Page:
Benefits of ERP

Harry West, VP, Appirio
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How do you see and have embraced the benefits of cloud computing for the ERP:

Among the many benefits of cloud ERP are better organizational agility and worker productivity. Cloud-based solutions are by their nature (assuming they are true multitenant, public cloud solutions) easier to own and live with in terms of keeping functionality and user experiences current on multiple platforms. Put another way, the customer experience provided by cloud vendors is simply better relative to what is possible from an on premise ERP solution in terms of SI capabilities, cost of ownership, and suitability of the solution for end user needs over time, quality of ongoing innovation, uptime, and more.

Vendors of cloud ERP solutions are even getting to the point now, using Workday as an example, where downtime is so minimal it’s almost like a Gmail level of reliability. Not quite, but it’s a far cry from legacy ERP solutions where you have to staff large teams to maintain patches, functional enhancements, etc., and you never seem to be able to keep current.

We embrace this in two ways -

1) we only run cloud ERP solutions for our own business - we own zero servers and never have.  

2) we only deploy multitenant, public cloud based solutions for our clients. Our entire strategy practice is oriented towards helping organizations adapt Finance, HR, IT, Sales, Marketing and other functions from legacy behaviors and operating models to the cloud.

What are the challenges firm faces when deploying big data analytics in their ERP

The technology that is available is compelling and I think a lot of vendors are getting increasingly adept at selling these solutions. I do not however think all organizations are equally adept at buying these kinds of solutions. They often lack a clear business case or the foundational data to make the solution really work. This is slowly changing as companies continue to build lots of transactional and other data in cloud-based solutions like Workday and Salesforce.

  â€‹Vendors of cloud ERP solutions are even getting to the point now, using Workday as an example, where downtime is so minimal it’s almost like a Gmail level of reliability   

Please share your rich experience of managing IT organization and steering technology for your enterprise

The role has moved from one where technical expertise is the primary characteristic of the executive, to one where consultative business skills are paramount. CIOs that are savvy have adapted to the cloud in a proactive way by changing the types of roles they recruit for, adjusting their team skillsets to a more customer service-oriented business consulting model that has real line of business expertise, and are no longer interested in turf wars over one system or another. It’s about the organizational capability and the best way to deliver it - even if it upends vendor relationships and IT career paths that have been a decade in the making. It’s a tough executive role but an even more interesting one than it was even 5 years ago. Nobody makes their mark as a CIO by successfully babysitting Exchange servers anymore.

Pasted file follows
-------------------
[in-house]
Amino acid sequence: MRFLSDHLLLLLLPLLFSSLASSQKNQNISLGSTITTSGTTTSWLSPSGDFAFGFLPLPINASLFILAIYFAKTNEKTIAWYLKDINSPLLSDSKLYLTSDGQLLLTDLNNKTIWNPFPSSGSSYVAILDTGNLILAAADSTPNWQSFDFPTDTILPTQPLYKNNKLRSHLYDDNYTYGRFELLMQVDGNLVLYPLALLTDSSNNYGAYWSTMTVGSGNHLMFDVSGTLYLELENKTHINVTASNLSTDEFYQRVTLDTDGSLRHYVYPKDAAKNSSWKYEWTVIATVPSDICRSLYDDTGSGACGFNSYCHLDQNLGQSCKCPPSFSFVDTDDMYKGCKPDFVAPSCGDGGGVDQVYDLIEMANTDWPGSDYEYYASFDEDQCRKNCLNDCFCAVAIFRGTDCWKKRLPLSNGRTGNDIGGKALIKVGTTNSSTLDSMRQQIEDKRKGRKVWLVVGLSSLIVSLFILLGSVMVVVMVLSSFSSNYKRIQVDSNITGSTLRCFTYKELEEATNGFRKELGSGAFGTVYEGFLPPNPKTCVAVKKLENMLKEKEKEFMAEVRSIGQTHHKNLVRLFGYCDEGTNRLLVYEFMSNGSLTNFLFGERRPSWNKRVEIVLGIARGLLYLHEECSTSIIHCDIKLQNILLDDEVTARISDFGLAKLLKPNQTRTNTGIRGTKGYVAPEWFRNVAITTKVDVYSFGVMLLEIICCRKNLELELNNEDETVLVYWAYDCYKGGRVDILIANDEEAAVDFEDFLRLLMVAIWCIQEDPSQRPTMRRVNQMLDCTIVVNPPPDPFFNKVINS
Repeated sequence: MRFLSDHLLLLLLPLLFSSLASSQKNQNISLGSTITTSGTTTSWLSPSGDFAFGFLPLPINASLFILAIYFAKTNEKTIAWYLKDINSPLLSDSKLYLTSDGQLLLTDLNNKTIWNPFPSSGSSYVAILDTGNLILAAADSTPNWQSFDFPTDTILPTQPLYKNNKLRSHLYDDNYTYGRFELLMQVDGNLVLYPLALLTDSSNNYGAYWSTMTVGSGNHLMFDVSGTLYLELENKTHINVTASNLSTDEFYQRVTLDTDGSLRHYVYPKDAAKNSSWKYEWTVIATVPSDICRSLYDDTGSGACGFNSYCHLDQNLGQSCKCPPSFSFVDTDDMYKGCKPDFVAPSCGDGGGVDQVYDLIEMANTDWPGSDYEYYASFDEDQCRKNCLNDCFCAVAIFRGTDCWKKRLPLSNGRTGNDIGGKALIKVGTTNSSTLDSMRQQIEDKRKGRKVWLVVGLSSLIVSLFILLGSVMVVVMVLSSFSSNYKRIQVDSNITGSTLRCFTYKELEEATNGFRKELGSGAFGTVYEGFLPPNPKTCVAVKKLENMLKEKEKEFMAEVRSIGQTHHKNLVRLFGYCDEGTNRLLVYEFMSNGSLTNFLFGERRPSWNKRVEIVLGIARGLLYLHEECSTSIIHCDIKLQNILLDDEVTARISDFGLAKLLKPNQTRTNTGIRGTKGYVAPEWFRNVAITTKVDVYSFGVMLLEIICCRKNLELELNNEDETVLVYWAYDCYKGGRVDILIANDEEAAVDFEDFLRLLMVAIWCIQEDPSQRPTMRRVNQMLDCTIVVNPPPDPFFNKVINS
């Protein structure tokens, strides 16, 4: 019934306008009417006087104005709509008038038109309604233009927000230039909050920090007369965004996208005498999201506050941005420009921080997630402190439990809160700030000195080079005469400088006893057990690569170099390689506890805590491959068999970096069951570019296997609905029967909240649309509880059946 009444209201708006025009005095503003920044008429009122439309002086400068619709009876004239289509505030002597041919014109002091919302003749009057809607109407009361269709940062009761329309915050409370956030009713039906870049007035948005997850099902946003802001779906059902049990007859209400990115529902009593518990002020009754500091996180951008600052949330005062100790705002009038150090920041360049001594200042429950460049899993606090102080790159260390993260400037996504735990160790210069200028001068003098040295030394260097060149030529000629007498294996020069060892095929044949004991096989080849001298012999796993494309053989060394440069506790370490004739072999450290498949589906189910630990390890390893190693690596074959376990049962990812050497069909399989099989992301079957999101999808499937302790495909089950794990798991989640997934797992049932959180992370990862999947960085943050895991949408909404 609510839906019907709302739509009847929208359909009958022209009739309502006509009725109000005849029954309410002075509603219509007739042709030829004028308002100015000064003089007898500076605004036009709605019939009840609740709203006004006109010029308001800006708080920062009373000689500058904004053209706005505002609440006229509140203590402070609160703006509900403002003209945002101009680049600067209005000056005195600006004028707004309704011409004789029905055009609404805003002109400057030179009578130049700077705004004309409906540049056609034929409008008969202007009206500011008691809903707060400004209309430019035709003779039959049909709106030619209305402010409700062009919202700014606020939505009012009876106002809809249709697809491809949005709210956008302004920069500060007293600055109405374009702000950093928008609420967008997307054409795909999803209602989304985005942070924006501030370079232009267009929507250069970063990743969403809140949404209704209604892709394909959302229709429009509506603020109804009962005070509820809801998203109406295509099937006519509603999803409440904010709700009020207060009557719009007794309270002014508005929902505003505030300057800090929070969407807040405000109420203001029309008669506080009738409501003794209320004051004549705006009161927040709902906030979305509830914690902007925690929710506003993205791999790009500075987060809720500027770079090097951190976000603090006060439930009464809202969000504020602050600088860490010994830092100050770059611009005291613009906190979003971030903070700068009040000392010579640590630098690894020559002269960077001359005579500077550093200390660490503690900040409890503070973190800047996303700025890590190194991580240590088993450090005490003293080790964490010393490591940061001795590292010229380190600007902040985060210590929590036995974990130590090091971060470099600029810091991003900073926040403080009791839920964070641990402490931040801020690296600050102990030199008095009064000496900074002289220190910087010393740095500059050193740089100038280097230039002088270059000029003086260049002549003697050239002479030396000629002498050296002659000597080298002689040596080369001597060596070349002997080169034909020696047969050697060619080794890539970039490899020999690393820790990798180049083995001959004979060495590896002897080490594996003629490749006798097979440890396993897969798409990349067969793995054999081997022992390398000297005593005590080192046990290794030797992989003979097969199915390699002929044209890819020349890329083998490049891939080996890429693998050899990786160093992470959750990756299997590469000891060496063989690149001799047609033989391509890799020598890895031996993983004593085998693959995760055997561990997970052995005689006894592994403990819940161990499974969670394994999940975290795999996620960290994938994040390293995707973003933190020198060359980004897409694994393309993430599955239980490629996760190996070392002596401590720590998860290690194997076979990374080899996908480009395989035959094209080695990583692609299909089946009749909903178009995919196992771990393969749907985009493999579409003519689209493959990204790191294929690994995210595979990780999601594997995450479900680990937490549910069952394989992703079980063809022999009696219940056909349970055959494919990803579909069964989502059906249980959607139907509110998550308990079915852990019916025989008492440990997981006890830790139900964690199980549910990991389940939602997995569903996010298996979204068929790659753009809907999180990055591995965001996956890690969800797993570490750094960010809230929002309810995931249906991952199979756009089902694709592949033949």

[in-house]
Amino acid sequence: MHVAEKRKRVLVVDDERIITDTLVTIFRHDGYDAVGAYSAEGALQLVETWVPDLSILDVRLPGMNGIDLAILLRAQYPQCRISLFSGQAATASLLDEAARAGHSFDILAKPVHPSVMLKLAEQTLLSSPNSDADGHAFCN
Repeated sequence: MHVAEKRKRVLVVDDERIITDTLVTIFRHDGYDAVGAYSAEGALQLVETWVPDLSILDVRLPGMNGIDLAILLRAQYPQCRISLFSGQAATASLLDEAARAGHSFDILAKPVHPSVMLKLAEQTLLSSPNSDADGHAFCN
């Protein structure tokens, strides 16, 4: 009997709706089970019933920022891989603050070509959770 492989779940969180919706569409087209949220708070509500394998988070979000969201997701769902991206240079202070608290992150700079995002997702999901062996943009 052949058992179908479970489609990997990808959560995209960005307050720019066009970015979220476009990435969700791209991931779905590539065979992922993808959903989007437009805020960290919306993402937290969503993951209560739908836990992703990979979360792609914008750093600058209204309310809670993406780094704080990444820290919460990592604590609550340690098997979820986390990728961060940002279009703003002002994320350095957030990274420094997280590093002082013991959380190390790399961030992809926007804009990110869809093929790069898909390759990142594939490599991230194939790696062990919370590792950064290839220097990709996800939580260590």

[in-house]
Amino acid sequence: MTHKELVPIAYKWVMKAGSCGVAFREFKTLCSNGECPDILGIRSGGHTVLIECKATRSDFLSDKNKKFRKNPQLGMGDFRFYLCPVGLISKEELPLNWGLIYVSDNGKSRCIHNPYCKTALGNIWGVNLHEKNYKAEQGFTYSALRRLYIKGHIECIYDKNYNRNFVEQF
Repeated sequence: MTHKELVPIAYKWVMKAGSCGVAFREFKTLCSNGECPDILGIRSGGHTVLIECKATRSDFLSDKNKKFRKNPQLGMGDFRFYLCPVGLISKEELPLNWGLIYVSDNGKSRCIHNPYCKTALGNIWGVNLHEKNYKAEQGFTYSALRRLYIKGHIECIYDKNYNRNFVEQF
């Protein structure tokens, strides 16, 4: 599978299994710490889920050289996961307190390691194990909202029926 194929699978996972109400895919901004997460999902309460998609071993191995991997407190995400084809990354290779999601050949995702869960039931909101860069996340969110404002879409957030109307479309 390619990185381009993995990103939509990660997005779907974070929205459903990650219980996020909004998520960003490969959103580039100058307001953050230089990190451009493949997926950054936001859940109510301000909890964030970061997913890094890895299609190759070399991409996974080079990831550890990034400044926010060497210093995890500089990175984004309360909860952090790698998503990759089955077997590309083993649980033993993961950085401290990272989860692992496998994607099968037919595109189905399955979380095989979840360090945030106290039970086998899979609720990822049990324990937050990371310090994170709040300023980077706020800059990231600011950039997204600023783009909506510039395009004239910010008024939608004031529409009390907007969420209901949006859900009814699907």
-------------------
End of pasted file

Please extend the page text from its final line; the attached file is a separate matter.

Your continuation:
How can technology be used to mitigate rising ERP costs

I do not believe that technology can be used to mitigate rising ERP costs if the ERP solution in question is a legacy, on premise solution. Licensing costs for legacy ERP are usually fairly low as many of these solutions are almost in a maintenance mode and are not being heavily enhanced with new capabilities that are easy for users to consume. The cost savings in such platforms is in moving support offshore and minimizing customizations.

Moving to cloud ERP on the other hand is a way of lowering cost of ownership for like functionality. You can leverage vendor updates much more easily in a cloud environment because you don’t have to do the heavy lifting to install patches, regression test, etc. You can even bring some capabilities in-house by using cloud ERP solutions like HR and Helpdesk applications, that you might be paying 3rd party service providers for today. The delta is in the ease of use and lack of maintenance work in the cloud ERP environment that allows you to save money while bringing some business processes back inside your own back office.

Driving more value out of your ERP

We like to look at redundancies in clients’ system landscapes and look for opportunities to consolidate technology wherever possible. If you have an ERP environment in place whether on premise or cloud, it’s likely to be highly integrated to a lot of different systems inside and outside your firewall. Even if you aren’t ready to do a major cloud migration, you can drive more value out of your ERP by making it the best ERP it can be - consolidating duplicative data stores into it, for example. Forcing IT and business to agree to shut down duplicative systems that add cost to the system landscape and make master data management more challenging are excellent ways to make your ERP system a better system of record and a better domain for analytics. Some of the clients I’ve worked with who had the most advanced insights into their business had just used incredible discipline to force as many processes as possible, globally, into a single ERP instance with a consistent data model. The value they got from this approach was twofold: 1) they got tremendous value for their spend on the initial platform in terms of predictable performance and capability, even when those capabilities were limited, and 2) they built up over time a great data store for analysis and porting to the future cloud environment. Moving to cloud ERP is a lot easier when you’ve built years of consistent transactional data into your legacy ERP. Clients who ran their on premise ERP with disciplined governance tend to have great results when deploying cloud ERP solutions.

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